Because the most susceptible populations are young puppies and kittens, it is important to not only check stool samples at least twice from the ages of 6 to 16 weeks of age, but also to worm these youngsters with broad-spectrum wormers such as Pyrantel, Strongid or Nemex.   This is especially important when there are young children present in the house, as certain parasites such as roundworms and hookworms may be transmissible to people.

With adult pets, I recommend checking stool samples at least once yearly. Monthly heartworm preventative medications such as Sentinel and Heartguard Plus not only prevent heartworm infestation, but also control and treat many common intestinal worms, which is why it is recommended to keep dogs and cats on these preventatives year-round.  Parasites such as whipworms and Giardia are sometimes difficult to identify in stool samples, so veterinarians will often worm pets for these when clinical symptoms of diarrhea, weight loss or vomiting are present in adult pets.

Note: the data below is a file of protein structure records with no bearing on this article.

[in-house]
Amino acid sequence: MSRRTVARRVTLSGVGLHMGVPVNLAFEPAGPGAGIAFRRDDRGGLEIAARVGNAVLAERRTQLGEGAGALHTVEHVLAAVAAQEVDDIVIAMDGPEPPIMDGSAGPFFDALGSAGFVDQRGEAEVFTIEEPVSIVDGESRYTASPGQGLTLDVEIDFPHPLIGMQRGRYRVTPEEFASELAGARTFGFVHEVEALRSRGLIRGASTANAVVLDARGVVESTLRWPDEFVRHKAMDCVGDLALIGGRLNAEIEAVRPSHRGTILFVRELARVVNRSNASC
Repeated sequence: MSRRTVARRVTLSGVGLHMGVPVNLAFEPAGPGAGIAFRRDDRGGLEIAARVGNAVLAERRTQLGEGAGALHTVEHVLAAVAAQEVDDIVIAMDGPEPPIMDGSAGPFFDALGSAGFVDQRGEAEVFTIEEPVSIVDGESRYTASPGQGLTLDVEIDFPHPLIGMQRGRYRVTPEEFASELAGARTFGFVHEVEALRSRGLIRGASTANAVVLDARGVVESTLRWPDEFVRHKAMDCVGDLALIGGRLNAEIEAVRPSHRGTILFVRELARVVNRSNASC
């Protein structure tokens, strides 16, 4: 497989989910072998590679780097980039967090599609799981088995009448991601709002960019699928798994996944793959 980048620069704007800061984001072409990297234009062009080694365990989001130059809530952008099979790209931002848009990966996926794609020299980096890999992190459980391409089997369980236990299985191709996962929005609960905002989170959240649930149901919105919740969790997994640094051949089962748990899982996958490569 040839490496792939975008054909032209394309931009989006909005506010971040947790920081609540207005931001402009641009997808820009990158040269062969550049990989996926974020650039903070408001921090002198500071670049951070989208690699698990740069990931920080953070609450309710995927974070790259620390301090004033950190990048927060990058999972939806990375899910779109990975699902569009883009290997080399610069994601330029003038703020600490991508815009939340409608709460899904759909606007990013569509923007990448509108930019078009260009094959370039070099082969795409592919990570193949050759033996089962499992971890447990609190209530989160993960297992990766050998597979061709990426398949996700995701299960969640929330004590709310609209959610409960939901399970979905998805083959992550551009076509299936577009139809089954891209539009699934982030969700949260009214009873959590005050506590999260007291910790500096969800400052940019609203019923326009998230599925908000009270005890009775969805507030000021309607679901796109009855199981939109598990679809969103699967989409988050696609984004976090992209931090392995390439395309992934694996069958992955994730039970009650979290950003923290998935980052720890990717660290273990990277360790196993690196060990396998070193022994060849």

What are Whipworms?

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Filed under Dr. Dym's Vet Blog
Whipworms have an elusive life cycle that can sometimes make them hard to control and kill Whipworms are pesky parasites that can cause varying degrees of diarrhea often containing mucous and/or blood. These worms typically reside in the colon of dogs, and while some dogs can have no clinical signs, the most frustrating aspect of whipworm infections is that diagnosis is usually difficult because they have a life-cycle that makes detecting eggs in the feces difficult.

In fact, many veterinarians will treat dogs for a presumptive diagnosis of whipworms if a history of mucoid and/or bloody diarrhea exists and no other causes have been found. Another frustrating aspect of whipworm infection is how resistant they are to being eliminated in the home environment of the dog. It is often necessary to use dilute preparations of bleach in the yard to try and cut down on whipworm eggs in the environment. Treatment for whipworms typically consists of a worming medication known as Panacur C for a period of 3 days.

Fortunately monthly heartworm preventative medication such as Sentinel not only prevents heartworms, but also controls and prevents whipworms. Therefore, I always use Sentinel as my heartworm preventative medication of choice whenever whipworms are diagnosed in dogs.